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  • February 18, 2014
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The Gift Of Reading

As a very young boy I remember my mother reading comic books to me. At the time my flavor was Tarzan Lord of the Jungle and John Carter Warlord of Mars. Years later, I would climb onto the roof of our house with a stack of comics. There I’d spend the afternoon reading the adventures of Travis Morgan The Warlord, Arak Son of Thunder, Conan The Barbarian, and various super hero types.

My mother really didn’t mind what I read; for a while I was a fan of MAD Magazine. I remember a friend of my mother’s remarking she didn’t want her children reading MAD. Not sure what that was about but my mother replied she didn’t really care what I was reading as long as I was reading something.

For a period of time my parents also made me read to them. Every night I read aloud from Jules Verne’s 20,000 Leagues Under The Sea. At the time I considered this a bit of a bother, but in hindsight I figure this may have laid the foundation for my ability to speak articulately in public.

My parents were big readers. My mother always had a book in her hands if she wasn’t reading to me. I recall my dad reading Louis L’Amour almost exclusively. He only ever attended a few years of school as a kid. He had actually taught himself how to read from Marine Corps training manuals.  Suffice it to say he was particularly adamant I learn to read and spell as a kid.

One day I remember putting down a comic book I had and asked my parents if I could pick out a real book to read for myself. In my memory my parents reaction was along the lines of: “Heeeeeell yes!”

So we went to a bookstore where I selected my first book. This was of course:

Later I would get into Edgar Rice Burroughs Barsoom series, Michael Moorcock’s Elric of Melnibone, and other sword and sorcery/ science fictiony type tales.

As a young infantry Marine I’d bring books to the field. Inevitably we’d end up waiting around for hours for trucks, planes, or some kind of aircraft to take us somewhere. I got into the habit of packing a book in my deuce gear. Soon my buddies were asking if I had an extra book they could take with them to the field. After a while nearly the whole platoon was taking books to the bush and swapping them with each other.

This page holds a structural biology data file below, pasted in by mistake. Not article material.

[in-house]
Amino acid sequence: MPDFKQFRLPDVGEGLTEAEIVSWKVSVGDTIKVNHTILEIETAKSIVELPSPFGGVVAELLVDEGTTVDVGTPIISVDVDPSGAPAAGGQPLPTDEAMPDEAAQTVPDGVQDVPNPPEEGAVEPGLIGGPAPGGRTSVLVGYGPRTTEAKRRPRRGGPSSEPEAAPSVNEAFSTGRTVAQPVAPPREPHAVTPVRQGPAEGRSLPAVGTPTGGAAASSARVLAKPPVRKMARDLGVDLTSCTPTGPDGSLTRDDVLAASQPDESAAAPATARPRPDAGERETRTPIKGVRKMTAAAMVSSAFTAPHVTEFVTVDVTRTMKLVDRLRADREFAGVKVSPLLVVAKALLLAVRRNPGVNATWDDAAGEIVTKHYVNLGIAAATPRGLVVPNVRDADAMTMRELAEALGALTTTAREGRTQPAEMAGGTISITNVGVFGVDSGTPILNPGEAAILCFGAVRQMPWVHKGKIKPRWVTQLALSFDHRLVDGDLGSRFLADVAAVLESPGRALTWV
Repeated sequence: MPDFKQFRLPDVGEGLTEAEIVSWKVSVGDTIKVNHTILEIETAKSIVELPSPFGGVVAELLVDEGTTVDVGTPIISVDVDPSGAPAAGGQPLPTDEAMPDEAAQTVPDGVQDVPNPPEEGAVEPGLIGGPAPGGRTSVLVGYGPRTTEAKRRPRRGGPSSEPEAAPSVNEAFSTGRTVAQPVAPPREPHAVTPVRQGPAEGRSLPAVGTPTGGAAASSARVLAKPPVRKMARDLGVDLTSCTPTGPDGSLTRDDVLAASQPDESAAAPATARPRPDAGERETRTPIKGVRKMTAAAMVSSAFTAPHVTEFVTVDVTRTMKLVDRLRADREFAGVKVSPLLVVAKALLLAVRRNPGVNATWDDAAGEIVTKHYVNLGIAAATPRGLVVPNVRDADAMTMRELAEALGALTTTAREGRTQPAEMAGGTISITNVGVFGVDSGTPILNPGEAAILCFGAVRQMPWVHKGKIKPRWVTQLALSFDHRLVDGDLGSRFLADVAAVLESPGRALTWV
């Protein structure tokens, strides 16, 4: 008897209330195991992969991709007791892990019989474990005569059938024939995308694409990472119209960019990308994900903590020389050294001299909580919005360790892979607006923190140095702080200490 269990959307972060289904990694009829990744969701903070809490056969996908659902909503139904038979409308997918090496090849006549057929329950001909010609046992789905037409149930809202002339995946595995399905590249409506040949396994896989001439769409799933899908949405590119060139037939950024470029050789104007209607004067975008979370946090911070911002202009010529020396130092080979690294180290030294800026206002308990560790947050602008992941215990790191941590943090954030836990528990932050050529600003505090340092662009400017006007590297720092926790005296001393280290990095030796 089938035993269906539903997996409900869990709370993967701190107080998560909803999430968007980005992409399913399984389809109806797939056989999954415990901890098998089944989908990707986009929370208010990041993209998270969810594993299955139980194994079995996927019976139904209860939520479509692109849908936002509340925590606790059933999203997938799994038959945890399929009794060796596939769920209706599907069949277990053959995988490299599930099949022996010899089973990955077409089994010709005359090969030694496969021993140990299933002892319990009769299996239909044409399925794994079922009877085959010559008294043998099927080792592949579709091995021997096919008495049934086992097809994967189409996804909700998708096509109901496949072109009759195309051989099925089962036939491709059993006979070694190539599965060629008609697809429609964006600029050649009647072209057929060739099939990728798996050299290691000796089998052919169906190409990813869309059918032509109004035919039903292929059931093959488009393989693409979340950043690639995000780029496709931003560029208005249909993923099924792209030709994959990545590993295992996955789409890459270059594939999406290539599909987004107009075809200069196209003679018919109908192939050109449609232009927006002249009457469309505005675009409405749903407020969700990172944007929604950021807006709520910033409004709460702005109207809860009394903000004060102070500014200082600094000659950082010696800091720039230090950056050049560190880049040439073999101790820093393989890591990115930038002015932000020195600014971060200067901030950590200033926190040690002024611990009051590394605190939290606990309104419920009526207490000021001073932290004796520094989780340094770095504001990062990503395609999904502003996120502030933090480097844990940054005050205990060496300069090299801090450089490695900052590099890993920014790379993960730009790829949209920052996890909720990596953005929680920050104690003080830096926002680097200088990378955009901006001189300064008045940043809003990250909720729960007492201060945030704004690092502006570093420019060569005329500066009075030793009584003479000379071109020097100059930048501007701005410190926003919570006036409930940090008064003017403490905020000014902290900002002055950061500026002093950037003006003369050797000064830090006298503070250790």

What I’m really saying is this is all my mom’s fault. She exposed me to all this swashbuckling stuff at an early age. So stay tuned for more tales of high adventure, gun slinging, and the forces of evil being held at bay by the light of my drawn sword.

Semper Fidelis!
America’s SgtMaj

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7 comments

  1. Sounds like my childhood reading list. When I was about ten I got into my grandfather’s complete collection of Popular Science and Popular Mechanics. He was a WWI marine, married a Washington Navy Yard donut dolly in the early 1920’s – a fine influence on a kid in the 1950s. In the early 1960s I spent a year of after school hours at the armory where my dad was a full time National Guardsman – so I read all the unclassified field and tech manuals. Talk about reading giving a kid a good head start.
    My dad swore by Louis L’Amoure too; I never got hooked on ’em.
    Zail

  2. Elric of Melniboné! FTW!
    I’m pretty sure we read the same stuff. My mom was a reader and later an author and owned part of a publishing company.
    I may have to look for Elric on Audiobooks, I’d love to go through that again.
    Thanks for the memories.

  3. Zail, I never picked up a L’amour book until I was an adult. Not grand literature but a good western adventure.

    Eric, in high school I had a small feud with the Elric lovers. They claimed Elric could kick Conan’s ass. I still contend Conan pretty much spent the entire Hyperborian Age kicking wizards asses.

  4. Heh.

    Much the same, all ’round.

    My paternal grand dad also intruduced me to a concept that I still play with from time to time.

    His reading pattern was to read one chapter each from a western, romance, science fiction and a classic type novel at a time in turn. Then he’d blend it all together in his head into a unique storyline.

    A note of warning to moms out there.

    As a youngster, about age 12 or so, I did stumble into the Tarnsman of Gor series. I honestly thought they were another line of books like the Conan adventures.

    Of course, after I got deep enough into the first novel to get an idea of how they were different, I was careful to keep those for reading in secluded areas.

    – Grimmy

  5. Your Mom gave you a wonderful gift. I’m usually cycling through five or six books at any one time. My daughter likes to read. My son dislikes reading and nothing seems to change that sad reality. Certainly the horrible books he’s forced to read in high school English don’t help.

  6. I always had a couple of books in my pack L. L’Amoure was just thinking about lately. thought i should start rereading them. currently reading . Leaders Eat Last, L. Sinek. and N. Johnson, Negroes and the Gun; The Black Tradition of Arms.
    When in the Boonies would trade with Docs if done with mine and they with theirs.

    Jorgie

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